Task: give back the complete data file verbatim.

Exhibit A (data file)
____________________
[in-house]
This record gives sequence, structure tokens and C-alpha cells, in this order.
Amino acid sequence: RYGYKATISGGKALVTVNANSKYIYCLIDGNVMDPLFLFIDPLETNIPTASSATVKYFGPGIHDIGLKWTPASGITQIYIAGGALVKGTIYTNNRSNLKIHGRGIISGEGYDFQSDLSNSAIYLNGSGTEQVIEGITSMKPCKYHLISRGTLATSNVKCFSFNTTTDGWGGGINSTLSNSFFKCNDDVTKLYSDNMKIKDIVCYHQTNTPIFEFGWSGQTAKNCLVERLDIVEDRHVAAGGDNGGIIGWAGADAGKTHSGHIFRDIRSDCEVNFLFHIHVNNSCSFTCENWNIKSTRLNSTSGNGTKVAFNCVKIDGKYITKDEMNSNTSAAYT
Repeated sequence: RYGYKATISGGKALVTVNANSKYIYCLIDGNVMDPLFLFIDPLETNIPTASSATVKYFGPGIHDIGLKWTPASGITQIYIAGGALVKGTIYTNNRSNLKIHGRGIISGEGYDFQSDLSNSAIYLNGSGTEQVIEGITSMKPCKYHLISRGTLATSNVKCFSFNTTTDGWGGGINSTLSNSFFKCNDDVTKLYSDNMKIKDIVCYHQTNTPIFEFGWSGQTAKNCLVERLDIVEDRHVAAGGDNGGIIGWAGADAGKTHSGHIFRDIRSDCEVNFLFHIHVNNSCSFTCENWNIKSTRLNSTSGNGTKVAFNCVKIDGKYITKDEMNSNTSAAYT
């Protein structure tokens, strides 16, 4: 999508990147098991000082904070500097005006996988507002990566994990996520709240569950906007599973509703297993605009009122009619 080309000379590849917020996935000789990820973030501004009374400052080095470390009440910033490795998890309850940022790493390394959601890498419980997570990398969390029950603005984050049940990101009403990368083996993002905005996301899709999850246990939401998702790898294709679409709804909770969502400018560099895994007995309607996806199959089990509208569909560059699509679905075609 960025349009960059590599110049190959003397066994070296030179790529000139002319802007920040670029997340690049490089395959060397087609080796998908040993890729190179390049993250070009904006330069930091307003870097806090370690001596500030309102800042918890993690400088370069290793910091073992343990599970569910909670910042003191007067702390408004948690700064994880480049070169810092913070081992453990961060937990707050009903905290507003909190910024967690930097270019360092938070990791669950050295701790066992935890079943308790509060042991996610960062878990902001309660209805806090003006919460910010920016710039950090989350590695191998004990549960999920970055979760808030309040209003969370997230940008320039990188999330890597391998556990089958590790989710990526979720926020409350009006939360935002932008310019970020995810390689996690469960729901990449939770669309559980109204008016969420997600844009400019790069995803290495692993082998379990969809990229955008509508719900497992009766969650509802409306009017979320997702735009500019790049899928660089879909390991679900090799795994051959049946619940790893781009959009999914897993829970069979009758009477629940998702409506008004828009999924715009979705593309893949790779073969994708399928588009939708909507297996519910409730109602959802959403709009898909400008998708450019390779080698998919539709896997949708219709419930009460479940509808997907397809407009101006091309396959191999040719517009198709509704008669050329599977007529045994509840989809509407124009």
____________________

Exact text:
[in-house]
This record gives sequence, structure tokens and C-alpha cells, in this order.
Amino acid sequence: RYGYKATISGGKALVTVNANSKYIYCLIDGNVMDPLFLFIDPLETNIPTASSATVKYFGPGIHDIGLKWTPASGITQIYIAGGALVKGTIYTNNRSNLKIHGRGIISGEGYDFQSDLSNSAIYLNGSGTEQVIEGITSMKPCKYHLISRGTLATSNVKCFSFNTTTDGWGGGINSTLSNSFFKCNDDVTKLYSDNMKIKDIVCYHQTNTPIFEFGWSGQTAKNCLVERLDIVEDRHVAAGGDNGGIIGWAGADAGKTHSGHIFRDIRSDCEVNFLFHIHVNNSCSFTCENWNIKSTRLNSTSGNGTKVAFNCVKIDGKYITKDEMNSNTSAAYT
Repeated sequence: RYGYKATISGGKALVTVNANSKYIYCLIDGNVMDPLFLFIDPLETNIPTASSATVKYFGPGIHDIGLKWTPASGITQIYIAGGALVKGTIYTNNRSNLKIHGRGIISGEGYDFQSDLSNSAIYLNGSGTEQVIEGITSMKPCKYHLISRGTLATSNVKCFSFNTTTDGWGGGINSTLSNSFFKCNDDVTKLYSDNMKIKDIVCYHQTNTPIFEFGWSGQTAKNCLVERLDIVEDRHVAAGGDNGGIIGWAGADAGKTHSGHIFRDIRSDCEVNFLFHIHVNNSCSFTCENWNIKSTRLNSTSGNGTKVAFNCVKIDGKYITKDEMNSNTSAAYT
């Protein structure tokens, strides 16, 4: 999508990147098991000082904070500097005006996988507002990566994990996520709240569950906007599973509703297993605009009122009619 080309000379590849917020996935000789990820973030501004009374400052080095470390009440910033490795998890309850940022790493390394959601890498419980997570990398969390029950603005984050049940990101009403990368083996993002905005996301899709999850246990939401998702790898294709679409709804909770969502400018560099895994007995309607996806199959089990509208569909560059699509679905075609 960025349009960059590599110049190959003397066994070296030179790529000139002319802007920040670029997340690049490089395959060397087609080796998908040993890729190179390049993250070009904006330069930091307003870097806090370690001596500030309102800042918890993690400088370069290793910091073992343990599970569910909670910042003191007067702390408004948690700064994880480049070169810092913070081992453990961060937990707050009903905290507003909190910024967690930097270019360092938070990791669950050295701790066992935890079943308790509060042991996610960062878990902001309660209805806090003006919460910010920016710039950090989350590695191998004990549960999920970055979760808030309040209003969370997230940008320039990188999330890597391998556990089958590790989710990526979720926020409350009006939360935002932008310019970020995810390689996690469960729901990449939770669309559980109204008016969420997600844009400019790069995803290495692993082998379990969809990229955008509508719900497992009766969650509802409306009017979320997702735009500019790049899928660089879909390991679900090799795994051959049946619940790893781009959009999914897993829970069979009758009477629940998702409506008004828009999924715009979705593309893949790779073969994708399928588009939708909507297996519910409730109602959802959403709009898909400008998708450019390779080698998919539709896997949708219709419930009460479940509808997907397809407009101006091309396959191999040719517009198709509704008669050329599977007529045994509840989809509407124009």